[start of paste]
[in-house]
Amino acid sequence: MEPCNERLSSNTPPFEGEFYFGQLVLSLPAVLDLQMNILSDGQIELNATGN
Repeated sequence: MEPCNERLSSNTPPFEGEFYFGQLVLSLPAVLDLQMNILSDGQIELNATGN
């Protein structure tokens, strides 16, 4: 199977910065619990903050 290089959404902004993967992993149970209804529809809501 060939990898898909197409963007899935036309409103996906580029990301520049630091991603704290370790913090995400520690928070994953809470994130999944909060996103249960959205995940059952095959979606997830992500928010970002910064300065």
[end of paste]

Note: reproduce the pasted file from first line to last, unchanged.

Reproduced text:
[in-house]
Amino acid sequence: MEPCNERLSSNTPPFEGEFYFGQLVLSLPAVLDLQMNILSDGQIELNATGN
Repeated sequence: MEPCNERLSSNTPPFEGEFYFGQLVLSLPAVLDLQMNILSDGQIELNATGN
């Protein structure tokens, strides 16, 4: 199977910065619990903050 290089959404902004993967992993149970209804529809809501 060939990898898909197409963007899935036309409103996906580029990301520049630091991603704290370790913090995400520690928070994953809470994130999944909060996103249960959205995940059952095959979606997830992500928010970002910064300065």